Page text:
I spent a lot of time (the better part of a year) planning this entire story out, before I started drawing any pages. I really wanted to make sure that I had a plan and that I would be able to see it through to an end that both satisfied and tied everything together. These early pages, although not terribly “pulse-pounding” are all necessary for what’s to come. At least that’s what I tell myself as I lie awake at night second-guessing my decisions.
So, I am ever-so-slowly continuing to plug away at Carbon. I used to feel like there was this clock I was working against when making my comics, but that clock has either crapped out or been put away for now. I don’t exactly feel like there is any real need to produce X amount of pages a month or force myself to stick to some production deadline. Doing that shit just leads me to feel like a failure when I fall short of those self-imposed goals. So, screw it. The clock’s gone. Carbon is still moving forward, I’m still working on it, in some way, every day. And I’m really excited about where it’s going now. It may take years to complete it, but that’s okay with me. That’s just the kind of comics I like to make – long-form sprawling narratives.
Anyway, the scene I’m working on right now has a flashback sequence in it involving detectives. My kinda comics!
When it came to producing comics, I used to think of myself as rather prolific, producing a number of new comics every year and working on multiple projects at the same time. I would hit up five or six cons & shows every year, selling books then having to make more Xeroxed copies for the next show, which always seemed just right around the corner. But it was all very doable, because, quite simply, I had the time to do it and I really enjoyed doing it. I still do enjoy making comics and still work on them every single day. I just don’t have as much time to devote to them. Priorities change. Of course they do. I work on my comics after the kids go to bed, even though I’m exhausted from the day, even though I want nothing more than to crash on the couch and watch some mind-numbing tv. So, I would no longer refer to myself as prolific as far as producing comics goes, and I’m slowly accepting that truth, even if it hurts a little.
Seeing that I don’t have as much time to devote to making comics, I am making damn sure that the comics I do make are the best they can be. I am taking this comics-making more seriously, in a way, because I know producing one book may take five or six years. And I’m okay with that (sort of). I don’t really know what the point of writing this is. Making comics is not easy. It takes a lot of time. A hell of a lot of time. But I cannot think of anything else I’d rather be spending my time doing. And I mean that.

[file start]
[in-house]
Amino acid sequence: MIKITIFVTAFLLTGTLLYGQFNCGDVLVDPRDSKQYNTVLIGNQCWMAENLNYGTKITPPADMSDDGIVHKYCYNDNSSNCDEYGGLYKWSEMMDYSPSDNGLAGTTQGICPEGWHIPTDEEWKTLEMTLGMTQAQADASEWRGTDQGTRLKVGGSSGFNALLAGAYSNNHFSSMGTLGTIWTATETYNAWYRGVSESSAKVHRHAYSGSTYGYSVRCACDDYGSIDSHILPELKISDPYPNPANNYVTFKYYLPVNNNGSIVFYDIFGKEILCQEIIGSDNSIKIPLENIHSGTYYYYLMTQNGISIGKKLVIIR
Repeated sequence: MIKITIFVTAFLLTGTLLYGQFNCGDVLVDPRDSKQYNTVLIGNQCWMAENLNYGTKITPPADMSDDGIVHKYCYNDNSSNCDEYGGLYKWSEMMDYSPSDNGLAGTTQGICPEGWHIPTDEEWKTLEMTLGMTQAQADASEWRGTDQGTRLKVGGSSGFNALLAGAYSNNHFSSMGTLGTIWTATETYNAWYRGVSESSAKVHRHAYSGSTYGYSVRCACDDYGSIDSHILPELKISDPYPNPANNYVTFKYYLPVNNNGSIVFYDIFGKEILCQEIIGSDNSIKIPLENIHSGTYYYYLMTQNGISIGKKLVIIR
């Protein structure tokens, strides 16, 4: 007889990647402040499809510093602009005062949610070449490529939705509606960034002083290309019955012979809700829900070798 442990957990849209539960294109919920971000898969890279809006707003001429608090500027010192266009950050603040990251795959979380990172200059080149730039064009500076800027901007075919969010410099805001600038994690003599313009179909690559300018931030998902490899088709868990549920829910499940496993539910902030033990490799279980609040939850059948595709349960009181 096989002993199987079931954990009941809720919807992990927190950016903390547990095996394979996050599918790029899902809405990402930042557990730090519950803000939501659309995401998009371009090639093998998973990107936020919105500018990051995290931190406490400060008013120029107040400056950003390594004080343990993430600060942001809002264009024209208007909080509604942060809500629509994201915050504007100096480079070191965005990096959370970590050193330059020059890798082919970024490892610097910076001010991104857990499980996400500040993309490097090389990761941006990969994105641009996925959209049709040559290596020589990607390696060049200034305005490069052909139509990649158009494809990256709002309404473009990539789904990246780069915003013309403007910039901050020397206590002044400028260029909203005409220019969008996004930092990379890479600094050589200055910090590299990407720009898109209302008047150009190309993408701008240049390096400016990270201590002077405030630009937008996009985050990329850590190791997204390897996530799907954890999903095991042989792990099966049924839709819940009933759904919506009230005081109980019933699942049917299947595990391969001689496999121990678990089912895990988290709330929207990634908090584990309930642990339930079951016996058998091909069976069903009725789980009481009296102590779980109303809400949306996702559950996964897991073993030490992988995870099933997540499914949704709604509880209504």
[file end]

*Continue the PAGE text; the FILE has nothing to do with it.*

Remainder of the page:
I will be running Carbon here as a webcomic, free to be enjoyed by all. I have already posted a number of pages from Book 1 and will continue to do so until Carbon is finished (or until I realize this is a bad idea, whichever comes first). A couple pages a week for now. Also, I have added a few notes about each page to enhance the whole experience. Ooooh, commentary.
I still do have a good amount of Carbon #1 books for sale, so if you don’t want to wait to read more here, just buy one and read it, okay?
At long last, I have a new book out! The first in a series of five graphic novels, CARBON – Book 1 introduces a cast of citizens living in the city-state of Carbon, which has, for years, been a welcome place for “Seers” (those with psychic abilities) to come and work and raise families and live normal lives. But now that has changed, thanks to a newly-elected governor who seeks to rid Carbon of “Seers” once and for all.
Squarebound – 74 pages – 6.625 X 10.25
Color cover with b & w interiors
$8 plus shipping
I will be attending CAKE once again this year in Chicago. A fine show, by all measures. I will be debuting CARBON – Book 1 there. That is quite exciting. If you are around, do stop by. The details can be found here: http://www.cakechicago.com/